Most of the Songs For Silverman veer towards the more serious side, as opposed to the snarky geek rock that had been his hallmark for the previous decade. He gets most of the comedy out of the way early; “Bastard” might have been a self-portrait, if not a more biting portrait of Stan from the last album. Its trips through various time signatures keep you guessing. “You To Thank” is another biting portrait, this time of a marriage that perhaps shouldn’t have been celebrated. A trip through America’s heartland inspired “Jesusland”, which he soon performed with an “arena rock” arrangement on tour, but that only distracted from the song’s message, as wonderful as the sound was. The Elton John homage “Landed” is a good barometer for the sound of this album; it even had a mix with Paul Buckmaster strings to support the “Levon”-style piano approach. One of his best songs, it’s basically a phone call from someone who’s just escaped a stifling relationship. Before things get too heavy, he sings “Gracie” for his daughter, a charming lullabye with a childlike hook.
The anti-love songs continue with “Trusted”, a blunt portrait of division, and “Give Judy My Notice”, a gorgeous kiss-off. “Late” is a tribute to recently deceased songwriter Elliot Smith, and works only because of that knowledge. The remainder of the album is dedicated to some very vague songs, thick with possibility of interpretation. “Sentimental Guy” is a slight self-portrait (maybe) and “Time” gets a boost from lovely harmonies, including the voice of one Al Yankovic. The big enigma is “Prison Food”, with lyrics presumably about another impending breakup without illuminating the title; here the harmonies on the bridge resemble those of Pink Floyd (thanks to his British drummer).
Songs For Silverman takes a while to sink in, and as good as some of the individual tracks are, it does work best as a whole. Hindsight has explained a lot, as despite the loving dedication and photos of the woman, Ben was on the verge of divorcing his third(!) wife. This knowledge only makes the subject matter more uncomfortable to consider, but it’s doubtful he was trying to make his own Blood On The Tracks or Here, My Dear.

Ben Folds Songs For Silverman (2005)—

Friday, November 4, 2011

Tom Waits 12: Big Time

Despite the theatrical genesis of Franks Wild Years, it was never made into a narrative movie. Instead, Tom’s tour behind the album was filmed and cut with a few performance art pieces, and released as Big Time. With the band basically crowded around the industrial light bulb hung from his mike stand, it makes for a straining watch.
At least the music is entertaining. A smattering of selections were included on the companion soundtrack album, and provides a nice sampler of songs culled mostly from his Island tenure. In the live format, Tom’s able to emote a little more, giving some life to things like “Way Down In The Hole”, while infusing “Cold Cold Ground” and “Time” with the tenderness they deserve. Even with its jokey non sequitur prelude, “Train Song” is just as sad as its album version.
There are some departures to keep things interesting. “Red Shoes” is rescued from ‘70s obscurity, and “Strange Weather” makes its Waits debut, having already been covered by Marianne Faithfull, deep into her own Kurt Weill phase. “Falling Down” is a studio recording; nearly a pop song, we can’t help wondering if the demolished hotel mentioned in the lyrics is a reference to his old home in the Tropicana. “Telephone Call From Istanbul” is sped up, and runs away from the chorus to quote “Chantilly Lace”. Throughout, his crackerjack junkyard ensemble keeps up with his every spit and gargle.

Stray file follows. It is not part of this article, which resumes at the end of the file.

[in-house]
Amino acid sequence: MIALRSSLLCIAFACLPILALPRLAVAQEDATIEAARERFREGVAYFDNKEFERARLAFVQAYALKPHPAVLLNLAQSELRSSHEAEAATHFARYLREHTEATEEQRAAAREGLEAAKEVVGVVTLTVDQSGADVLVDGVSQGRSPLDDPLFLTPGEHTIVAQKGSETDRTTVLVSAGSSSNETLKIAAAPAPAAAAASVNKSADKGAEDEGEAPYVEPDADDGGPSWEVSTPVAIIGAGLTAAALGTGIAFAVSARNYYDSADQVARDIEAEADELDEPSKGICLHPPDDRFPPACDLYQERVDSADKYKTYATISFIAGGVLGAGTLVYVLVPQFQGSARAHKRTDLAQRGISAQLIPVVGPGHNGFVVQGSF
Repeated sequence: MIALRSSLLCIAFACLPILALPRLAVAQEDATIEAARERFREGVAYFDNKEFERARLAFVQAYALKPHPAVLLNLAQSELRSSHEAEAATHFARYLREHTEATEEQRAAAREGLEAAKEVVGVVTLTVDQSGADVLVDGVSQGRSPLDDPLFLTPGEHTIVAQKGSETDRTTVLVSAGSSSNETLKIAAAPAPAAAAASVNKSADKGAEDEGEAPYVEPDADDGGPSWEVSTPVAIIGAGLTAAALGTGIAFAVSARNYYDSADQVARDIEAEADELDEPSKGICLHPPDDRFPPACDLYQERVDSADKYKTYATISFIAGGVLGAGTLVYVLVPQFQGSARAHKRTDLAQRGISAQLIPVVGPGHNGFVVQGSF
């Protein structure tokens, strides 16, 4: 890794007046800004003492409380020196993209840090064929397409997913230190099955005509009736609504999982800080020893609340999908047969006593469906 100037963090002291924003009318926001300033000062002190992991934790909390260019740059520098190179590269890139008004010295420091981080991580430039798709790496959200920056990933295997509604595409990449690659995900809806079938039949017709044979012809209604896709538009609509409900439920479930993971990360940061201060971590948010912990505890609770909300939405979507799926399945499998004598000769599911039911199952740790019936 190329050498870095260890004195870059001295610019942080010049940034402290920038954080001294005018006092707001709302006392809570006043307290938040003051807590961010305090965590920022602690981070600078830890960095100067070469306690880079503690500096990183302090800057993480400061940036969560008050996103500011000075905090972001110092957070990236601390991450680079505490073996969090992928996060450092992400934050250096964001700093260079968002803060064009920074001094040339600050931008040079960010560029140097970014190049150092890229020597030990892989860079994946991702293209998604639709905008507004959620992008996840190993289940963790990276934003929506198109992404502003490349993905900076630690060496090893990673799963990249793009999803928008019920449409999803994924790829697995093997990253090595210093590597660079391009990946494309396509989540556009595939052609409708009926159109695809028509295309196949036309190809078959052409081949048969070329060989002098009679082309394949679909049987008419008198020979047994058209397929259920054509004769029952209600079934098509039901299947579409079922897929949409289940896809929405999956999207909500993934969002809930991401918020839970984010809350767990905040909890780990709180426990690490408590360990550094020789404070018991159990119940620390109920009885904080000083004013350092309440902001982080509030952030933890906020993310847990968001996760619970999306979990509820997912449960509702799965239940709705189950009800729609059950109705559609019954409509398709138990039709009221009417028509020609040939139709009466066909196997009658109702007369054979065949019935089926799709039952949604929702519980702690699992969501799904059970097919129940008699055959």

It’s not the best representation of a Waits concert, but given that he was about to take a ten-year sabbatical from the stage, Big Time had to suffice.

Tom Waits Big Time (1988)—3
1988 CD version: same as LP, plus 6 extra tracks

Wednesday, November 2, 2011

Van Morrison 4: Tupelo Honey

Life in the sticks was certainly agreeing with Van, based on the sunny, bucolic photos adorning the sleeve of Tupelo Honey. Here we see the country squire, long-haired, bearded and developing a gut, wandering along wooded lanes with horses, his lady and a cat.
His R&B approach gets a little country color, thanks to the occasional appearance of a pedal steel guitar, but it still has to cut through the Caledonia soul. “Wild Night” was the big hit, with its percolating bass line, but it’s “Straight To Your Heart (Like A Cannonball)” that grabs your ears. “Old Old Woodstock” and “Starting A New Life” celebrate home and family, and “You’re My Woman” is an overt love song, building from basic verses to the repetitive cadences that would pepper his live performances.
The lovely title track is a high point, and it’s a credit to its simplicity that we only just noticed that it’s melodically identical to “Crazy Love” from Moondance (Van’s “conceptual continuity” rivaling that of Frank Zappa). “I Wanna Roo You (Scottish Derivative)” is even happier still, while “When That Evening Sun Goes Down” manages to distill Nashville Skyline into three minutes. There’s even something of an epic finale in “Moonshine Whiskey”, which alternates between a barn dance waltz and an uptempo jig, revving up for the big finish.
Listening to the album, one doesn’t hear any echoes of the discomfort that began to set in following the end of the Sixties. Instead, life seemed pretty good. As happy as Tupelo Honey is, Van apparently didn’t enjoy making the album, as he had just moved to Marin County, leaving Old Old Woodstock to the hippies who didn’t have a map to Max Yasgur’s farm. He doth protest too much, because he certainly sounds in the mood for love here.

Van Morrison Tupelo Honey (1971)—3
2008 CD reissue: same as 1971, plus 2 extra tracks